“I felt very different in London, compared to Japan. As soon as I speak, I’m obviously not a Londoner, or English. I was seen as being from the antipodes and colonies. That is how some people viewed me, to be perfectly honest. It was very hard to get into the inner circle because I didn’t speak their language.

Catherine O’Connell
Catherine O’connell Law, Tokyo

In contrast, in Japan, when I say I am a lawyer, people immediately respect me. And because I do speak the language, I haven’t faced any discrimination. I never felt that I was supposed to get the tea, or clear up after a meeting – I simply haven’t had that. I know people have experienced that here in other roles, but in the legal profession you’re very much respected, even as a foreign female lawyer.

I think it’s different for Japanese women who are lawyers, because there is still pressure to leave your workplace after you have a child. While I was head of legal in-house at a Japanese company, I struggled to find anyone who could come in for a few months or on a temporary basis when members of my team left.

I thought, there must be people who have had babies, who are looking after elderly relatives, or are on leave who could help me remotely, or come to the office for a few hours, but I couldn’t find that pool of talent. I think my business model would be attractive for women lawyers taking a break from full-time work – and men too, although parental leave is still mostly taken by women.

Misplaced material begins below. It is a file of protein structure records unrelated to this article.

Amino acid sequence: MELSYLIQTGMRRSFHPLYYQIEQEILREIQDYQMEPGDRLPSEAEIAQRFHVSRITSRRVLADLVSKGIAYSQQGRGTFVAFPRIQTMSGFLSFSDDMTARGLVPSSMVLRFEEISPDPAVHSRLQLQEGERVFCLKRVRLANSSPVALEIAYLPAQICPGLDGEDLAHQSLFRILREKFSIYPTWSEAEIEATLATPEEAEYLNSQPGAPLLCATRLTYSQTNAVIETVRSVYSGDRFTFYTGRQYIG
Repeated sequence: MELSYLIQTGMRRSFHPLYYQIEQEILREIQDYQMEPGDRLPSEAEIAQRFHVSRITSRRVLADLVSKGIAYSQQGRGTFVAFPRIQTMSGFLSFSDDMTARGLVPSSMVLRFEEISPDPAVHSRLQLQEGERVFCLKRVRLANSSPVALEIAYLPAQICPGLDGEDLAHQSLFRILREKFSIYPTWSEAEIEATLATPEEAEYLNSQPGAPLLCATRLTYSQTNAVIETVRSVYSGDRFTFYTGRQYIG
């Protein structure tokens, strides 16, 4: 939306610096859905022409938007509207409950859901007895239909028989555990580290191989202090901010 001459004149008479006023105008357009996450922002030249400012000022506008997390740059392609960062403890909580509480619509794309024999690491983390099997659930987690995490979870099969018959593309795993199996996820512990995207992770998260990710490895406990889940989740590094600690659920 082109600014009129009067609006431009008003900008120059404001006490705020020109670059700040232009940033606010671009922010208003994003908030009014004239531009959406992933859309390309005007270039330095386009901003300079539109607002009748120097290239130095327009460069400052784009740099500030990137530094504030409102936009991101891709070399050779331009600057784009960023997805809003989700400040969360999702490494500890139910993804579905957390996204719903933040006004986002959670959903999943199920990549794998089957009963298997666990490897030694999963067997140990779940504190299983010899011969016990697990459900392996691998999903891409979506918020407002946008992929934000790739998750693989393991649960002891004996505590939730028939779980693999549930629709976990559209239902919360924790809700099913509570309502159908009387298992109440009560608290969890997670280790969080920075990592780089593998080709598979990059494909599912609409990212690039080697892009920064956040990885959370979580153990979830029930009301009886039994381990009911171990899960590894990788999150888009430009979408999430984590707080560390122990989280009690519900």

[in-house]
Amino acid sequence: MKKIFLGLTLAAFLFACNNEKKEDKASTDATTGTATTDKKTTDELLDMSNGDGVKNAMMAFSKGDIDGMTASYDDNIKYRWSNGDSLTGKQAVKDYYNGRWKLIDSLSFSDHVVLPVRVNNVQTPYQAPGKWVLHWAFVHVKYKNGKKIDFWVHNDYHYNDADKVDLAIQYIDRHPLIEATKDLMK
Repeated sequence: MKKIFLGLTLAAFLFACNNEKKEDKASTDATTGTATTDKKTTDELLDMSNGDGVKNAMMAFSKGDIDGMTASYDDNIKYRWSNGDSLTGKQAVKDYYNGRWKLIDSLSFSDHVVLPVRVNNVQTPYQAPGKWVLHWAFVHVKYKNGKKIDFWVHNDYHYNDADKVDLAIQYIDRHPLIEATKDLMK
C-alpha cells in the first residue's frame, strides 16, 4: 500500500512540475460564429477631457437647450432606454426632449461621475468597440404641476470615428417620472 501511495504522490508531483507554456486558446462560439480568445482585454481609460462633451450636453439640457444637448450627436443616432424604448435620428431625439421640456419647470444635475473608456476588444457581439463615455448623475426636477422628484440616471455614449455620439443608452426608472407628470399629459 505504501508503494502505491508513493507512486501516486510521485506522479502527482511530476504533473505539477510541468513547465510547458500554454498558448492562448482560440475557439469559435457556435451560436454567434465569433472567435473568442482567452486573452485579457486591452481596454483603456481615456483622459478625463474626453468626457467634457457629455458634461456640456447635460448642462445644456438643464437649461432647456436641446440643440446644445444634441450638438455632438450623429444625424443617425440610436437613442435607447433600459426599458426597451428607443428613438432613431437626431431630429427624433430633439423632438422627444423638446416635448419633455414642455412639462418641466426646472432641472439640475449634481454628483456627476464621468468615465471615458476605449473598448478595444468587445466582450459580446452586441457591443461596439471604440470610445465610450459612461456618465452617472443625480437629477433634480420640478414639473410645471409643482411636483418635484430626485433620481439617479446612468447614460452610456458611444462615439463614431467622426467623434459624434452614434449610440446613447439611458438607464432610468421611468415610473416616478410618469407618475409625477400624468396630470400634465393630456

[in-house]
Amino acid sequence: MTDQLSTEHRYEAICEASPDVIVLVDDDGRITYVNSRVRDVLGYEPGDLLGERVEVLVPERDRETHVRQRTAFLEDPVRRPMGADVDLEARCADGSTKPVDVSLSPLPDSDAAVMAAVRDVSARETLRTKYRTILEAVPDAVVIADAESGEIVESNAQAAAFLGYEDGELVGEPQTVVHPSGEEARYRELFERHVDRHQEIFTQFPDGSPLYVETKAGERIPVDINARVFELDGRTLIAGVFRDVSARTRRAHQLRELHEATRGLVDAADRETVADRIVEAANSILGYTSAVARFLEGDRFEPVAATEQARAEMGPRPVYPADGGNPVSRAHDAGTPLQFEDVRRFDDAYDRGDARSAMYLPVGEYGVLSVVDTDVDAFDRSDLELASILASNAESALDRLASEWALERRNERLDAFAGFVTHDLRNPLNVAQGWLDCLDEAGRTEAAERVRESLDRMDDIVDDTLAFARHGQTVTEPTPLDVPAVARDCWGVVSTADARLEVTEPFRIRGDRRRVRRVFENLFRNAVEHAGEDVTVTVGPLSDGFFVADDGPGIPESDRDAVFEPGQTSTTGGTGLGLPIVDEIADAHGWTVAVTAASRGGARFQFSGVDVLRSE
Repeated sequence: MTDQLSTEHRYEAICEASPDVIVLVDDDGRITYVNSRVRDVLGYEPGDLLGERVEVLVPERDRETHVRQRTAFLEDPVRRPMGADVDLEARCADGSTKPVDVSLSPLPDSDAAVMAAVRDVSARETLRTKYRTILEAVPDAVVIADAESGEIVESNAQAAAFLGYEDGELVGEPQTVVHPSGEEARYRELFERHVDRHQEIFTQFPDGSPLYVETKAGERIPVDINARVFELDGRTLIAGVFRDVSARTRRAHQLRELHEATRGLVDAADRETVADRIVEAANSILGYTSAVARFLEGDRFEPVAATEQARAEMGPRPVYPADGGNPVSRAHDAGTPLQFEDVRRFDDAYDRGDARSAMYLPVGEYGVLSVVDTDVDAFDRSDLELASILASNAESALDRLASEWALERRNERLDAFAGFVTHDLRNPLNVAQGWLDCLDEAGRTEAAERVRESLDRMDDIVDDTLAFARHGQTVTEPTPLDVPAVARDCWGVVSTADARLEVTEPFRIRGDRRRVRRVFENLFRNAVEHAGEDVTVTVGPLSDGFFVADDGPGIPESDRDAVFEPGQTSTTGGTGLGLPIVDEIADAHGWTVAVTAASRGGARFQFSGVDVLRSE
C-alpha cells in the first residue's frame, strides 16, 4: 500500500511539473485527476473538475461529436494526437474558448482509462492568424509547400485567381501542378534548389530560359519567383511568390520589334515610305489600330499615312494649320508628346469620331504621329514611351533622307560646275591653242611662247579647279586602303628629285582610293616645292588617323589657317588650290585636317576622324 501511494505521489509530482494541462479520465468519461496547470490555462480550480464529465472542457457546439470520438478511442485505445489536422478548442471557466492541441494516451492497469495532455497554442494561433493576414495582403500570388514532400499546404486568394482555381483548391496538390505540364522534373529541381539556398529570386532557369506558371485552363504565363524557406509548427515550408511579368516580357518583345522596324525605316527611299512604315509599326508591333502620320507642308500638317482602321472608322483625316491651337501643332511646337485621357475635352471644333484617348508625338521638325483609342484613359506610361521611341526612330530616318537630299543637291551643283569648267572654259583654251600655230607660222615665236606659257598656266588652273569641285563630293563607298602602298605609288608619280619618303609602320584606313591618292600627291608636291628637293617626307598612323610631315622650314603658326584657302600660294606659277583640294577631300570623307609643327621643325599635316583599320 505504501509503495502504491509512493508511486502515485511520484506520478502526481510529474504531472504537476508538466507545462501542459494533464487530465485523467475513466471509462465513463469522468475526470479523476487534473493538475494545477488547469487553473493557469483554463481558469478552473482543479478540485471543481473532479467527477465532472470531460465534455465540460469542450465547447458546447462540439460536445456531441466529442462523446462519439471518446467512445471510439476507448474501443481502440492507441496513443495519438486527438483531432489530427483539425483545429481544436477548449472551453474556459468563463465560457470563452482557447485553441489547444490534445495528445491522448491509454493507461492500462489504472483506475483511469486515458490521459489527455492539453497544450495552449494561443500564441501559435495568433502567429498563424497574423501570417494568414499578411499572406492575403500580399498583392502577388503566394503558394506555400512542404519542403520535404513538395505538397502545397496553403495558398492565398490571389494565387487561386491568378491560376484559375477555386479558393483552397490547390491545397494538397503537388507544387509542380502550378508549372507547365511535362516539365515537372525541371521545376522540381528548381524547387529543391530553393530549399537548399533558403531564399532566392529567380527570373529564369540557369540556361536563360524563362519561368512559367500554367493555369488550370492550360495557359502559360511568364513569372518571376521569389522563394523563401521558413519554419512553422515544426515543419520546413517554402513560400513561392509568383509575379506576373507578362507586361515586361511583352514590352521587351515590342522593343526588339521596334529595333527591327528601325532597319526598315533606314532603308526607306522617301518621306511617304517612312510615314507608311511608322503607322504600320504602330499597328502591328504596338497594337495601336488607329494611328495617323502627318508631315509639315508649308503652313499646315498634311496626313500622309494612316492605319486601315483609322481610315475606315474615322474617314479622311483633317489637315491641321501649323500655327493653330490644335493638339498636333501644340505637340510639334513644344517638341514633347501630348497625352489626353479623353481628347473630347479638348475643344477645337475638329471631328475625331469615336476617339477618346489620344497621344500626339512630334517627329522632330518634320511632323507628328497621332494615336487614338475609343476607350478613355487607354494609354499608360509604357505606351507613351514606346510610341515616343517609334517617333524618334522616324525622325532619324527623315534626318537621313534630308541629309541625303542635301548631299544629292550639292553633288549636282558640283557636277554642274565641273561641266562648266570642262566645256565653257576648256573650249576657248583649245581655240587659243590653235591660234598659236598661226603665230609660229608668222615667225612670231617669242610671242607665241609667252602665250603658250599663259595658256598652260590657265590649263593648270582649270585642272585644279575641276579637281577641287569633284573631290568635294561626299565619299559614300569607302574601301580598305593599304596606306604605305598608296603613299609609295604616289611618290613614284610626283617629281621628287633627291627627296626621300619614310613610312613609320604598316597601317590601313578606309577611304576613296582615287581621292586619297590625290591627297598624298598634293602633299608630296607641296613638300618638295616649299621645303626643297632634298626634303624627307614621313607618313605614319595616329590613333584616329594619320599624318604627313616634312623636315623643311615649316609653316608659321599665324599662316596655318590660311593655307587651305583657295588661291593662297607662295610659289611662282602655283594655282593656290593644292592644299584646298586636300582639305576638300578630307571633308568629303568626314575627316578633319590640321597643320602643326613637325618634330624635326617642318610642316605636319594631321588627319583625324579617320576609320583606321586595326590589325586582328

I think many inequalities, such as unequal pay, lie outside the legal profession because lawyers are astute and aware of what’s going on, so they pay pretty equally. There tends not to be the disparity you would most definitely see in other places in Japan. But then again, how many women are at those senior positions? It’s almost like a reward that they are there.

The statistics on female partners is extremely low and that is because motherhood forces them to leave the partnership track, and hinders their chance to secure leadership roles when they return. It’s a generalization, but I don’t think many of my community would dispute that.

Japan is certainly behind other countries in Asia. In terms of overall numbers, women account for less than 20% of all lawyers in Japan, although the levels are healthier in-house, where women make up 40% of the legal workforce.

Having male champions is so crucial for progress. Changes are happening but they are tiny, tiny steps often introduced by a few progressive companies and law firms. I’ve heard of cases where employers are talking openly about career planning for both men and women, but, particularly for women, taking into account the possibility of parental leave at some stage.